While mold, insects, rats and dust may sound like we're listing plagues, these are actually common violations found in supermarkets and grocery stores across Long Island, including Kings Park, state data show.
Patch has pulled together information on grocery store inspections across New York state to create our exclusive interactive map, culled from public data supplied by the state's Department of Agriculture and Markets. Unlike restaurants, which are inspected by the Suffolk County Department of Health, grocers in town are inspected by this state agency.
For Kings Park Patch, we collected data on 58 markets in the Kings Park and San Remo area, ranging from major chain supermarkets to smaller meat or seafood shops, pharmacies and convenience stores.
RELATED: 5 Things You Should Know About Grocery Inspections
In the data above you find results of a store's latest food safety inspection as of Jan. 30, and the location’s past performance. Violations are either listed as "general deficiencies," which inspectors say did not present a heath risk, and "critical deficiencies" that pose a real hazard to customers. One critical violation and the market fails inspection.
How Kings Park Scored
Only one grocery store in town failed in 2012, though it happens to be Kings Park's only local supermarket.
Key Food, at 66 Indian Head Road, failed its inspections twice in 2012, and failed its first inspection of 2013 as well. In its most recent inspection, state workers found two critical deficiencies related to food-stained cutting boards and a vessel used to heat food that wasn't hitting high enough temperatures.
However, previous failed inspections cited mouse droppings in the store.
RELATED: Key Food Health Failures Don't Surprise Locals
Key Food was also slapped with 29 less serious, general violations.
Plum Crazy Gourmet Kitchen had the second-highest number of violations in town, with 15 general deficiencies mostly related to cleanliness, storage and equipment maintenance. The 7-11 on East Northport Road had 12 of these general deficiencies.
As for the cleanest stores in the area, the Kings Park Mini Mart and Jesse James Seafood market both had four general deficiencies, including a citation for Jesse James for storing an ice shovel on the floor.
According to the state, there were 110 inspectors on the state’s payroll in 2012 responsible for about 31,000 retail food stores and around 6,200 food warehouses, wineries and other processors. Delis are included in the department’s inspections if 50 percent or less of their business is selling ready-to-eat food.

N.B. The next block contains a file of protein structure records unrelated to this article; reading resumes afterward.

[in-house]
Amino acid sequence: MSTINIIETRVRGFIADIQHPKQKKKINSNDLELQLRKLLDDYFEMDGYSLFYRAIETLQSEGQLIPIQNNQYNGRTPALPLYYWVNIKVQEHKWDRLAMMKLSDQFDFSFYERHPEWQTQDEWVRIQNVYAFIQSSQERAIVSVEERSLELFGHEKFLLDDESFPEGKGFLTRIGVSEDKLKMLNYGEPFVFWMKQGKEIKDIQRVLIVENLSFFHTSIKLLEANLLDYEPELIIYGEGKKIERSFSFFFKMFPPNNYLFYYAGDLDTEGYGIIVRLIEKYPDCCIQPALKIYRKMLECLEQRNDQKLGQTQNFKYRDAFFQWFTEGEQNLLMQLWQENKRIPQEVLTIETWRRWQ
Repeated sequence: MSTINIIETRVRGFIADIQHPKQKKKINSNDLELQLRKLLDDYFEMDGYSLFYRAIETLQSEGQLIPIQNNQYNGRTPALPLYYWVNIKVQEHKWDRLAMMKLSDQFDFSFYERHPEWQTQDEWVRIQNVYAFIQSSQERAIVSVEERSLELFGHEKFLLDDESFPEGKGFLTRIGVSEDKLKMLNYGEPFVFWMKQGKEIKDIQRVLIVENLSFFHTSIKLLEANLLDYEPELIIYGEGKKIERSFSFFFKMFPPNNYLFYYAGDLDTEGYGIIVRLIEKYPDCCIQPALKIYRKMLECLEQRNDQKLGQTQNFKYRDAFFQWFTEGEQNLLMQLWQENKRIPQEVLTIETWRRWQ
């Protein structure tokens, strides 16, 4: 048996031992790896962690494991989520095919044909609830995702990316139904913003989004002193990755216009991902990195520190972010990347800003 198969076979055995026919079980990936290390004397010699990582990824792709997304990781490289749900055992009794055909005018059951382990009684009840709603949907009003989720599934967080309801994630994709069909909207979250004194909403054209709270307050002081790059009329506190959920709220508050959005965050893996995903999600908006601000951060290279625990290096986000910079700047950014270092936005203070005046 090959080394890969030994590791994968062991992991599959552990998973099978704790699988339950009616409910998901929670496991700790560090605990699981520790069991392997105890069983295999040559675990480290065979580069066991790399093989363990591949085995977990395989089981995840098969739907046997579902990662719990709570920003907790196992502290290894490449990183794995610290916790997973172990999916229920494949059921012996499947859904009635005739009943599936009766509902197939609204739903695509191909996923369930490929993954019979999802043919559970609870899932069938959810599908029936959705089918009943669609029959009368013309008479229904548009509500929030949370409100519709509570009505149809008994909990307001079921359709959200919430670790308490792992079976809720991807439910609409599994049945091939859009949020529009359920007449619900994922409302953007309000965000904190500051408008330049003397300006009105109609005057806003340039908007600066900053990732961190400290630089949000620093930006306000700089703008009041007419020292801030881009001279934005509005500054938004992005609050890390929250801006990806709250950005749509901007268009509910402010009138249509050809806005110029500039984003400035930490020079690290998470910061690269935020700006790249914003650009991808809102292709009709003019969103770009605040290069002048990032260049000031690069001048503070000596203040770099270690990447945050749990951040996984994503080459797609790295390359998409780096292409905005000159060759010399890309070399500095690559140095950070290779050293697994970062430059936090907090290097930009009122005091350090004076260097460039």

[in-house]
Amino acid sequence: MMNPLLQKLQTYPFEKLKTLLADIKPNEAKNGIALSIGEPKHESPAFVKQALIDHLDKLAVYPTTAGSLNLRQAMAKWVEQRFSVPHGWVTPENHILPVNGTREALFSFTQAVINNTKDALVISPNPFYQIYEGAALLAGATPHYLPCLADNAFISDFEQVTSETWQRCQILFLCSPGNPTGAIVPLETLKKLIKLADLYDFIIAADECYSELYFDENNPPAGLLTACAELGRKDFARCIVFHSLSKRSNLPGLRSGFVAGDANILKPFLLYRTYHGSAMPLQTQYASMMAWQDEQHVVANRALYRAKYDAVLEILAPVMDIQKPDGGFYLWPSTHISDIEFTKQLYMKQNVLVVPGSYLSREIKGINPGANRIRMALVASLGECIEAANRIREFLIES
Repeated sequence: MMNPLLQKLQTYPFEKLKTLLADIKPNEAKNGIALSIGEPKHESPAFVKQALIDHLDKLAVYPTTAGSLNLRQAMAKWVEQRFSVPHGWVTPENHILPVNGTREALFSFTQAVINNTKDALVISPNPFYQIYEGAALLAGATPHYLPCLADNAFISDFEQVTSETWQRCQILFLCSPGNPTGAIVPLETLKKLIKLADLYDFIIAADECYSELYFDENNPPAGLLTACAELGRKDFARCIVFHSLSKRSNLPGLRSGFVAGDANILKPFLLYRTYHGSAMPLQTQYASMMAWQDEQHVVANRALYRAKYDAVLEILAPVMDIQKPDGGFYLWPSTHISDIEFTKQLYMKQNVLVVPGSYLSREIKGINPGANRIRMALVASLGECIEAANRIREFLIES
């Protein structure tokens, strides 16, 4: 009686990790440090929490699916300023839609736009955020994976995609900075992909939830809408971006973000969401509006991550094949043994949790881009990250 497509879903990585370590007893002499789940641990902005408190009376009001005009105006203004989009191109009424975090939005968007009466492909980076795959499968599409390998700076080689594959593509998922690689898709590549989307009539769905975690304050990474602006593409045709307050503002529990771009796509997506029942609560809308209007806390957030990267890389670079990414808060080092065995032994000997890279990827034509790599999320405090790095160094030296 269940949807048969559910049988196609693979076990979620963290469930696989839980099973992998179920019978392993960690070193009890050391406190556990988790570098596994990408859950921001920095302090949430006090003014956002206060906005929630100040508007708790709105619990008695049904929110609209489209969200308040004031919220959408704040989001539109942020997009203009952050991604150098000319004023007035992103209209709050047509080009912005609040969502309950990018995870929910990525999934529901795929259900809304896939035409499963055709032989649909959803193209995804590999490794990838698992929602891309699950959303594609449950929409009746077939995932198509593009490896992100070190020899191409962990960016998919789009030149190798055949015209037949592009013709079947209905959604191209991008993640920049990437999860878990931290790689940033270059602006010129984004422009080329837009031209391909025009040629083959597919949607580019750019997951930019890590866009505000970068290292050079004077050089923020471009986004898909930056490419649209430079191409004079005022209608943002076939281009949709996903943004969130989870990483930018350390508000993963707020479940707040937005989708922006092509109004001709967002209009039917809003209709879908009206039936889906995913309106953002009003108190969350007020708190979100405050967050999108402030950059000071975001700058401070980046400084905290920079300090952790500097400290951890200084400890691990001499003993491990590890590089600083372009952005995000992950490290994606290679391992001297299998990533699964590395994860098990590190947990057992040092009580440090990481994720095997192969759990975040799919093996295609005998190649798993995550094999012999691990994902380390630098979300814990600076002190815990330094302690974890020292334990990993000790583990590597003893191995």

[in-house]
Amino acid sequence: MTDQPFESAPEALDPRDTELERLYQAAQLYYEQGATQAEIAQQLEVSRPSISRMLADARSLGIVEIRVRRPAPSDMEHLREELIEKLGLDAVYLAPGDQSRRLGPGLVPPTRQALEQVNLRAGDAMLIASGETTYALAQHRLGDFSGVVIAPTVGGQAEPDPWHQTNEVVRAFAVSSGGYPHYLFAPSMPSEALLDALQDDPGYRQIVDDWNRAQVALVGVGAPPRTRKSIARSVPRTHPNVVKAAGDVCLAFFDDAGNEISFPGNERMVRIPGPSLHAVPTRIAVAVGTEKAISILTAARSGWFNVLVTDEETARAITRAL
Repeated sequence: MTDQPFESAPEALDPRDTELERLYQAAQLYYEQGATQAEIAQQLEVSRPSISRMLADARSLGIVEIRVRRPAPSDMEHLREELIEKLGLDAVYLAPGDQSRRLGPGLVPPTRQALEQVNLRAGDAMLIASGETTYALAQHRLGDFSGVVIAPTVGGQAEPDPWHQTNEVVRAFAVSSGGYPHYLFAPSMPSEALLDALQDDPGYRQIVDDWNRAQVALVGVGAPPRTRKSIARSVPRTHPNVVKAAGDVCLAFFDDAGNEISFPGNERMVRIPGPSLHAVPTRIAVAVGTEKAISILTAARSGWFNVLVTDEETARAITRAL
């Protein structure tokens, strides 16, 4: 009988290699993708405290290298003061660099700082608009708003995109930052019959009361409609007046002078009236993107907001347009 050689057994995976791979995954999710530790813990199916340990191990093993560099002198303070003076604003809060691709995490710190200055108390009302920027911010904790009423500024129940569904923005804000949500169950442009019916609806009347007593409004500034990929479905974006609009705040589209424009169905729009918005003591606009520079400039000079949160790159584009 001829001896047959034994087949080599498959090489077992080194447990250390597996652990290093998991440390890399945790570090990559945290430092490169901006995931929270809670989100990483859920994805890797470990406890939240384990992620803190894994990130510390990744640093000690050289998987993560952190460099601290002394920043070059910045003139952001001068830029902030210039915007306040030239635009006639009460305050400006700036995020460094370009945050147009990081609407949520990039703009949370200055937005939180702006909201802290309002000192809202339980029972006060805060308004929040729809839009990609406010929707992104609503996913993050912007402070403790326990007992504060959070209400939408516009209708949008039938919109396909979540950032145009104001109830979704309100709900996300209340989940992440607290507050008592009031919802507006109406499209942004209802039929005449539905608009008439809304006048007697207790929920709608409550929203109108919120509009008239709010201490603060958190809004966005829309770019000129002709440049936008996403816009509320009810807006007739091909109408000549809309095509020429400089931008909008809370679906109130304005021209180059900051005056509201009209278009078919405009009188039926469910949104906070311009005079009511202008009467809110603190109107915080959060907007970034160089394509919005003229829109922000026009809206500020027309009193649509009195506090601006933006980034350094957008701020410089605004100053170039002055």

"They are our eyes and ears behind the scenes," said Robert Gravani, a professor at Cornell University who trains state inspectors.
Inspectors show up unannounced, and can spend as little as hour or more than a day inspecting a store, said Stephen Stich, Director of Food Safety and Inspection at the department.
The Inspection System
In 29 percent of the 30,372 retail food store inspections conducted statewide in 2012, the inspector found one or more problems that could make customers sick, Patch’s analysis of public records shows.
If an inspector finds a serious hazard to food safety, the store fails the inspection. Our analysis found more than 5,300 stores across the state failed an inspection last year, and more than 1,100 stores failed more than once. The department can fine the store up to $600 for the first critical deficiency, and double that amount for any more critical problems.
The department does more than just hand out fines. Sometimes, inspectors supervise supermarket employees as they correct violations on the spot, such as sanitizing dirty deli slicers, Stich said. Inspectors also hold in-store trainings to educate employees on the importance of food safety.
"These companies want to do things right," Gravani said. "Sometimes they fall down. That’s why you have a regulatory system."
Shoppers should call state inspectors with complaints about their local supermarket, such as spoiled food, Stich said.
You can reach the Long Island and NYC regional office, located in Brooklyn, at 718-722-2876.
But if you think food from the supermarket made you sick, contact your local health department, Stich said.
You can reach the Suffolk County Health Department at 631-854-0000.
Reading Patch on a phone or tablet? Use our mobile map on the go, or visit Patch from a computer to view the full map.
Let Patch save you time. Get great local stories like these everyday delivered right to your inbox or smartphone. Everyday. Sign up for our free newsletter.